Don’t want to appear in the paper? Don’t do the crime
We get irate calls because we have made a mistake. We all do. Deal with it.
We also get irate calls from people who don’t think we have got something right. Usually we have. Deal with it.
But we also get calls from people who don’t think a court case should have appeared in these columns.
We have every right to print them. You have a right to know what your neighbours, colleagues and acquaintances have been up to. Deal with it.
One of the most ridiculous of these calls came just a few days ago.
An irate caller told us we had “ruined someone’s life” by printing a court case.
Nonsense. If a life has been ruined at all, it has been ruined by the perpetrator of whatever the crime in question was.
I have no idea at all which court case was being complained about.
I don’t know if the criminal involved admitted the offences or was found guilty by a court of law.
But what I do know is we have a statutory right, almost a statutory obligation, to report the proceedings of criminal courts.
There are many rules about what we can and cannot report from criminal proceedings before magistrates or crown court judges.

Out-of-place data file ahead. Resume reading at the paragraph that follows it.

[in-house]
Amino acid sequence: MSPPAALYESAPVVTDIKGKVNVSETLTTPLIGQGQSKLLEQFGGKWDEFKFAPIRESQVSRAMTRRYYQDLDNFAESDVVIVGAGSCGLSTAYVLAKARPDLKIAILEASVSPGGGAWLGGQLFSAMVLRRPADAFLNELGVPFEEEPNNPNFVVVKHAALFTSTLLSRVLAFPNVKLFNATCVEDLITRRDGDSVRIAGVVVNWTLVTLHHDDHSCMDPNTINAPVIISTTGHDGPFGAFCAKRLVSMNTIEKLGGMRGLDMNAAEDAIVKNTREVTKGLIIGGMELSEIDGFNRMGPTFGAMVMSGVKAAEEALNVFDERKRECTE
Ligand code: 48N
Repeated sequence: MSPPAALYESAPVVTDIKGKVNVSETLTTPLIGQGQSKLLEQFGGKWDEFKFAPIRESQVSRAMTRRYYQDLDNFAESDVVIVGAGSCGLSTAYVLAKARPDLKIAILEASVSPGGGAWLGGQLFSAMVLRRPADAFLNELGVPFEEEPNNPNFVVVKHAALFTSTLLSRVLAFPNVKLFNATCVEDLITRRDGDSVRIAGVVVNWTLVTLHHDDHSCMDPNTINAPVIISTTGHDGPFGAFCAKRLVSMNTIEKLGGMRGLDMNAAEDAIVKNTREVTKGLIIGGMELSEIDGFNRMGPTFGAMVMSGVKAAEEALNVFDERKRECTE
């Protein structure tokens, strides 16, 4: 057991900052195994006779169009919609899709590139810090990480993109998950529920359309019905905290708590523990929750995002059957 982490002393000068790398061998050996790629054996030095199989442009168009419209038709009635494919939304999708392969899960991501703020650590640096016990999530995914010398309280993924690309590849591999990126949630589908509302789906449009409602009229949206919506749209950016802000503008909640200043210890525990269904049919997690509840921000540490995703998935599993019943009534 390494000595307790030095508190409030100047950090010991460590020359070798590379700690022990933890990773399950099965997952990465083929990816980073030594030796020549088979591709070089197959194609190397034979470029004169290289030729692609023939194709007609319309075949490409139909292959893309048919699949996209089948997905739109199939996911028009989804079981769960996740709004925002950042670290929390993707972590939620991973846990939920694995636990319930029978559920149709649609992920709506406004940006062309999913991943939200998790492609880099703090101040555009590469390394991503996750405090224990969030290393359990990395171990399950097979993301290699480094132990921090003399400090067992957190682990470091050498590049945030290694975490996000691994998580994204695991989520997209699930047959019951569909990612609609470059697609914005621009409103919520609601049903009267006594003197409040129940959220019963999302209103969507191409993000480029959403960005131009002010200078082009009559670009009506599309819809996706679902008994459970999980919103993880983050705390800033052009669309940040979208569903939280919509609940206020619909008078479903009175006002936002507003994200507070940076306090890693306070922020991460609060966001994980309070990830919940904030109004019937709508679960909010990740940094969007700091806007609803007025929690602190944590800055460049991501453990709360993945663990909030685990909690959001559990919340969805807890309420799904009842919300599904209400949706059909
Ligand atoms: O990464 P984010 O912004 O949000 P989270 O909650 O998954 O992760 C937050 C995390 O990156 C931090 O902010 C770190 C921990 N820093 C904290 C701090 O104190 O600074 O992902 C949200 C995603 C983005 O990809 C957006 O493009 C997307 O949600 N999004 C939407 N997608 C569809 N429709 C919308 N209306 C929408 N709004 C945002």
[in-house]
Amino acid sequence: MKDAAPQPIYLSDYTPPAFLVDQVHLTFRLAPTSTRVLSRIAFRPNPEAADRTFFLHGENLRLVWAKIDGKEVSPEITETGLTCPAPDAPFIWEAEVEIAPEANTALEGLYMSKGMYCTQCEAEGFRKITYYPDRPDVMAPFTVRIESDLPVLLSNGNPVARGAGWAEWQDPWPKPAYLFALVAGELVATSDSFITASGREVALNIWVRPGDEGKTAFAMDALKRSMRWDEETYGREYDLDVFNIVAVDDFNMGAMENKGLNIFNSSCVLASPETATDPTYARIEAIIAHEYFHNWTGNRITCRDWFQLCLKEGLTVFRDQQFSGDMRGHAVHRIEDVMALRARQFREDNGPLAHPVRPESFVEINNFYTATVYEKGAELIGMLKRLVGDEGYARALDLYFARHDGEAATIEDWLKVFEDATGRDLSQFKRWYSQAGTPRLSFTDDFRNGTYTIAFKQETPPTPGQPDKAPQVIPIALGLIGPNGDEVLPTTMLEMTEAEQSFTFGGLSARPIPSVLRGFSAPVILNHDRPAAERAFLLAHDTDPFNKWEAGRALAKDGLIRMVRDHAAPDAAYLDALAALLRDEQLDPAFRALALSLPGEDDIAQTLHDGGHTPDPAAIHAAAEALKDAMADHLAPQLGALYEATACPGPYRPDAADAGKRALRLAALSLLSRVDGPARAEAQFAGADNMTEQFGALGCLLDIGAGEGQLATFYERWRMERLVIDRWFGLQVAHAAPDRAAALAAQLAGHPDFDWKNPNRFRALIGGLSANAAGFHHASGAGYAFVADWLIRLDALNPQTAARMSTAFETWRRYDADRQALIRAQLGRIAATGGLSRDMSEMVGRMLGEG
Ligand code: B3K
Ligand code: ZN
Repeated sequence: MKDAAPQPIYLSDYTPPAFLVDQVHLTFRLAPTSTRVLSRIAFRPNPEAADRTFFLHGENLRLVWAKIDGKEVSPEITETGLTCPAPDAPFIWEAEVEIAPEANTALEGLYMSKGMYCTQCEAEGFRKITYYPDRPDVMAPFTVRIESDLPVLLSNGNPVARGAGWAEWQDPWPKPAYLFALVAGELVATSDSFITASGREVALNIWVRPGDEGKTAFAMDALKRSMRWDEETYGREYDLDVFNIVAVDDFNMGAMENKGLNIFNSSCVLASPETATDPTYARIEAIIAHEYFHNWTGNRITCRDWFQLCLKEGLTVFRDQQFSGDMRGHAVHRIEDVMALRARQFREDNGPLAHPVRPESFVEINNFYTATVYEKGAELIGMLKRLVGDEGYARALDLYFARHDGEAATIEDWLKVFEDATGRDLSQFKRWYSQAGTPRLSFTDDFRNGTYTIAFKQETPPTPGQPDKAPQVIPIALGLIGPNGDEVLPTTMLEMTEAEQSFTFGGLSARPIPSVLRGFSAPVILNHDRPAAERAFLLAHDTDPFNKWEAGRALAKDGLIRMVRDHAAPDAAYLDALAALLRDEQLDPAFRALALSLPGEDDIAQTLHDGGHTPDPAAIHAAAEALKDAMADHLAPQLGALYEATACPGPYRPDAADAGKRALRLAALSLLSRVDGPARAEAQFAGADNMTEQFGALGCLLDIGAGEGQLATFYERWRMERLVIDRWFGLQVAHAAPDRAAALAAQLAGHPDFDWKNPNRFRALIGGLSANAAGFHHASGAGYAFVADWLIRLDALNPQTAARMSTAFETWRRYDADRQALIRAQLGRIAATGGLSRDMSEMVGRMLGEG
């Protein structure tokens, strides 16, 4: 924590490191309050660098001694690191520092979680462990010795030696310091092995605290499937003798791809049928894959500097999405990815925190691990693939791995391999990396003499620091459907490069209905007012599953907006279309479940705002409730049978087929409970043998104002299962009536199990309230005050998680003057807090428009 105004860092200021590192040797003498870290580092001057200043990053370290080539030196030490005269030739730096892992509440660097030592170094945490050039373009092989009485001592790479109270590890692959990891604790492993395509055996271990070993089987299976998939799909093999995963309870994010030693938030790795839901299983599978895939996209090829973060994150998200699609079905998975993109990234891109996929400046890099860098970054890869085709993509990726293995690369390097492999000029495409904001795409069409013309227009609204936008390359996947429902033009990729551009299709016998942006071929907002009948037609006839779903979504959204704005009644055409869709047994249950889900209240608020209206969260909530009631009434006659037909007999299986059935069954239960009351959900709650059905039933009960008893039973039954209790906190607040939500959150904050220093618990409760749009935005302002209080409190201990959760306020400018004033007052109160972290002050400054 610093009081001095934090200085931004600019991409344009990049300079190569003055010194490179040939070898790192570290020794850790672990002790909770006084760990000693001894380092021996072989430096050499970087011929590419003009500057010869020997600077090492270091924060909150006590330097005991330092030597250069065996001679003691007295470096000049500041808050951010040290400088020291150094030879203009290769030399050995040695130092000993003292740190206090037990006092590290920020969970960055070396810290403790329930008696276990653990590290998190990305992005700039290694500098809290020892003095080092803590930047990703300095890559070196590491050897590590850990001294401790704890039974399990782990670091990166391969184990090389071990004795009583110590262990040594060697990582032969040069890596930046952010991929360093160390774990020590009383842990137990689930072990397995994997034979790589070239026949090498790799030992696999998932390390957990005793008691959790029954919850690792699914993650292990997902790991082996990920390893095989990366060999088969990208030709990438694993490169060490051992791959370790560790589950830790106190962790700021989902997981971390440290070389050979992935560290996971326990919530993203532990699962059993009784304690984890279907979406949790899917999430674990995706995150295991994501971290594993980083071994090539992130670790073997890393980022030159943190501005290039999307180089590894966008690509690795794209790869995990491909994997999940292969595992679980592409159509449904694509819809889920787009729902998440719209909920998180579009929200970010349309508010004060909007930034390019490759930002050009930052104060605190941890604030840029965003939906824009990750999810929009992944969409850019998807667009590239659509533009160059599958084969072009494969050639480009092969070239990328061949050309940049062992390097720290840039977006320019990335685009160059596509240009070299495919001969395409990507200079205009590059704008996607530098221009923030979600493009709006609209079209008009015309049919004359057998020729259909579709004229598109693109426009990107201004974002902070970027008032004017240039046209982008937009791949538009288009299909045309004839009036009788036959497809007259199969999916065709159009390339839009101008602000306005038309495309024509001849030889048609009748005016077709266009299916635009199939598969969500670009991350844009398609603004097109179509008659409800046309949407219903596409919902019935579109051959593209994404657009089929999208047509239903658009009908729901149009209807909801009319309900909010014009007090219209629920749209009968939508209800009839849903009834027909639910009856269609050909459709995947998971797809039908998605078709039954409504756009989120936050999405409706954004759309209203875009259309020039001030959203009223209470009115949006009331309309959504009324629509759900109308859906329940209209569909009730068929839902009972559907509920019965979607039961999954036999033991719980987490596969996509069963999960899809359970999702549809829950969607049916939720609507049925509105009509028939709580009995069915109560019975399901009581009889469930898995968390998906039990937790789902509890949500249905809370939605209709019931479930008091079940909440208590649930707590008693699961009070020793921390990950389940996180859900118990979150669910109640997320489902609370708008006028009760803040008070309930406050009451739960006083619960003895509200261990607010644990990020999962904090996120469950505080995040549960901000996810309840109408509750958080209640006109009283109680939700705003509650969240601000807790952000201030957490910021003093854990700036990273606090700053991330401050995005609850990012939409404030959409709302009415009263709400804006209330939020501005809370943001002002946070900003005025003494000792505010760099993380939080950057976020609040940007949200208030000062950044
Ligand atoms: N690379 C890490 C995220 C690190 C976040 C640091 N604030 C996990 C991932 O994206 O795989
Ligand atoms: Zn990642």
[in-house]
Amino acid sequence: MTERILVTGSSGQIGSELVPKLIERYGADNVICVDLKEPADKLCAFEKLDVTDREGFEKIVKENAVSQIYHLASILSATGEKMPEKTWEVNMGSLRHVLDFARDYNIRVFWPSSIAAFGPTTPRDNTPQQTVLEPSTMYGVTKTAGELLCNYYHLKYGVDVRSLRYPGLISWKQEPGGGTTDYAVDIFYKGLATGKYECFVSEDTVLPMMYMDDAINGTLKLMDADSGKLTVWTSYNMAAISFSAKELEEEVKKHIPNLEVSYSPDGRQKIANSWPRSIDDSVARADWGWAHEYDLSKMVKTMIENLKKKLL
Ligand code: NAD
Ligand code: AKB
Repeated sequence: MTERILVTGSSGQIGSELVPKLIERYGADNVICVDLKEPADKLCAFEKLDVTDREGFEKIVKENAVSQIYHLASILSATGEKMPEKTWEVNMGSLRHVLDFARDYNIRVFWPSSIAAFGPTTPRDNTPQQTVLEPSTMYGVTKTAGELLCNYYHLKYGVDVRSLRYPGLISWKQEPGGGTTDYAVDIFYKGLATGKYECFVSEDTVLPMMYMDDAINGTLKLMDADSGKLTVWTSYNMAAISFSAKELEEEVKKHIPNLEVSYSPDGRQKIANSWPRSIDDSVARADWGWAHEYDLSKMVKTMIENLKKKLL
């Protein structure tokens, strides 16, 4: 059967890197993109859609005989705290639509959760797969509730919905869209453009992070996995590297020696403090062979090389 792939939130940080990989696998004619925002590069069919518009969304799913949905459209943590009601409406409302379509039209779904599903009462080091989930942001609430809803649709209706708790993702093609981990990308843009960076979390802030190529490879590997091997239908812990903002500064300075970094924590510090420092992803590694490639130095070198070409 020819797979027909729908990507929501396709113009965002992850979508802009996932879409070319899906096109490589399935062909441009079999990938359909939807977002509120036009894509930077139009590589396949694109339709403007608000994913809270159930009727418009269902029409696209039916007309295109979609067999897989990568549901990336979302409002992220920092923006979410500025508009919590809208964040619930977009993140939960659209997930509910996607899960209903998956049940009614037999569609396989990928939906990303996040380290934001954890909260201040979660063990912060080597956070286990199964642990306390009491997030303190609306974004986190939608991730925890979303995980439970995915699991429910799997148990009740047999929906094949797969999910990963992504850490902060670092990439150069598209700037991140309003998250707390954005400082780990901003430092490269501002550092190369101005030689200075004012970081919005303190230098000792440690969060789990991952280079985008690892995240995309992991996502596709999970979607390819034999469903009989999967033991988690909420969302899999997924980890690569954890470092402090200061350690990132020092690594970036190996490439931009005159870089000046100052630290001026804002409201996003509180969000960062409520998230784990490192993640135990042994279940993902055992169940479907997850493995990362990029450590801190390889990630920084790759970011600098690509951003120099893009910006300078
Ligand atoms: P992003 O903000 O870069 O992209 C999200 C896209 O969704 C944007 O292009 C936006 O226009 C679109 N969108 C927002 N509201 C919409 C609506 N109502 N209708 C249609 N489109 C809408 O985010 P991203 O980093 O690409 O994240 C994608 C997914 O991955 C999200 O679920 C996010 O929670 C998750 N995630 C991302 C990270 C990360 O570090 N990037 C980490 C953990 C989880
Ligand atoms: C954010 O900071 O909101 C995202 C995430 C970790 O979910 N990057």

Trust me, attending them is no one’s idea of fun and there are never many newsroom volunteers for a trip to the local courts.
It can be a harrowing day for the reporter - a human being after all - and reporting the proceedings is a difficult task.
If you don’t want to end up with your name in a reporter’s notebook, stay out of court.
If you don’t you will end up with your name in this newspaper and your family, friends, neighbours and colleagues will know what you have been up to.
Justice must not just be done. It must always be seen to be done.
That’s what we do when we attend court.
Deal with it.